Een zichzelf reparerende computer ?

Onderzoekers van de Northwestern University hebben (volgens een persbericht) ‘created a hybrid nanomaterial consisting of electrically conductive particles coated with a positively charged chemical and surrounded by negatively charged atoms’. Het onderzoek kan uiteindelijk leiden tot computers ‘that are able to rewire themselves and change the functions of their internal components as needed’.

Het hybride materiaal, dat door het team van Bartosz Grzybowski, professor Chemical en Biological Engineering aan NWU, is gemaakt, combineert verschillende aspecten van siliconen- en polymeren gebaseerde elektronica ‘to create nanoparticle-based electronics’. Deze op nanotechnologie gebaseerde elektronica ‘can handle streams of electrons flowing in multiple, or even opposing, directions at the same time’. Het duurt echter nog even voordat er een zichzelf reparerende computer zal zijn.

‘This is a very, very long way from commercialization’, zo stelt JoAnne Feeney, Vice President en senior analist bij Longbow Research. ‘It took the industry 10 to 15 years to sort out FinFet transistors, and that was just a relatively minor change in transistor structure. This is far more ambitious’.

‘Our new steering technology allows use to direct current flow through a piece of continuous material’, zei Grzybowski. ‘Like redirecting a river, streams of electrons can be steered in multiple directions through a block of the material — even multiple streams flowing in opposing directions at the same time’.

De resultaten van het onderzoek zijn in Nature.com gepubliceerd. Ze zullen eveneens als ‘cover story’ worden gepubliceerd in de gedrukte uitgave van het tijdschrift, wat aangeeft dat de redactie het onderzoek als baanbrekend en wetenschappelijk zeer actueel beschouwd.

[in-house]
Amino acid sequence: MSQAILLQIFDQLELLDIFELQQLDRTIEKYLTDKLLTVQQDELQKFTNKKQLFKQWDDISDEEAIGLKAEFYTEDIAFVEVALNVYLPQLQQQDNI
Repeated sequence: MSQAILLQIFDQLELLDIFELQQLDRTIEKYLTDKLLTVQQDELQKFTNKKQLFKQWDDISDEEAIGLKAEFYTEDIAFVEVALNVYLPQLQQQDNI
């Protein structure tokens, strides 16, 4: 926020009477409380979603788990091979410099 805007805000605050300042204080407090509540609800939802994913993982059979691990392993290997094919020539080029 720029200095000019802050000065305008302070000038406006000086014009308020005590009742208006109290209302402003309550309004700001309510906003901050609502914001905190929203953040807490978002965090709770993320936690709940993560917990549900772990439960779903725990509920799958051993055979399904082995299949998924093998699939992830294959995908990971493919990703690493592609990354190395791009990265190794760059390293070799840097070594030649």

‘Besides acting as three-dimensional bridges between existing technologies, the reversible nature of this new material could allow a computer to redirect and adapt its own circuitry to what is required at a specific moment in time’, zegt David A. Walker, een graduate student in de onderzoeksgroep van Grzybowski. ‘Imagine a single device that reconfigures itself into a resistor, a rectifier, a diode and a transistor based on signals from a computer. The multi-dimensional circuitry could be reconfigured into new electronic circuits using a varied input sequence of electrical pulses. The hybrid material is composed of electrically conductive particles, each five nanometers in width, coated with a special positively charged chemical’. Een nanometer is een miljardste deel van een meter. ‘The particles are surrounded by a sea of negatively charged atoms that balance out the positive charges fixed on the particles. By applying an electrical charge across the material, the small negative atoms can be moved and reconfigured, but the relatively larger positive particles are not able to move. By moving this sea of negative atoms around the material, regions of low and high conductance can be modulated; the result is the creation of a directed path that allows electrons to flow through the material. Old paths can be erased and new paths created by pushing and pulling the sea of negative atoms. More complex electrical components, such as diodes and transistors, can be made when multiple types of nanoparticles are used’.

Het proces is hier beschreven.

De paper is getiteld ‘Dynamic Internal Gradients Control and Direct Electric Currents Within Nanostructured Materials’. Naast Grzybowski en Walker, is de paper geschreven door Hideyuki Nakanishi, Paul J. Wesson, Yong Yan, Siowling Soh en Sumanth Swaminathan, van Northwestern, en Kyle J. M. Bishop, van Pennsylvania State University.

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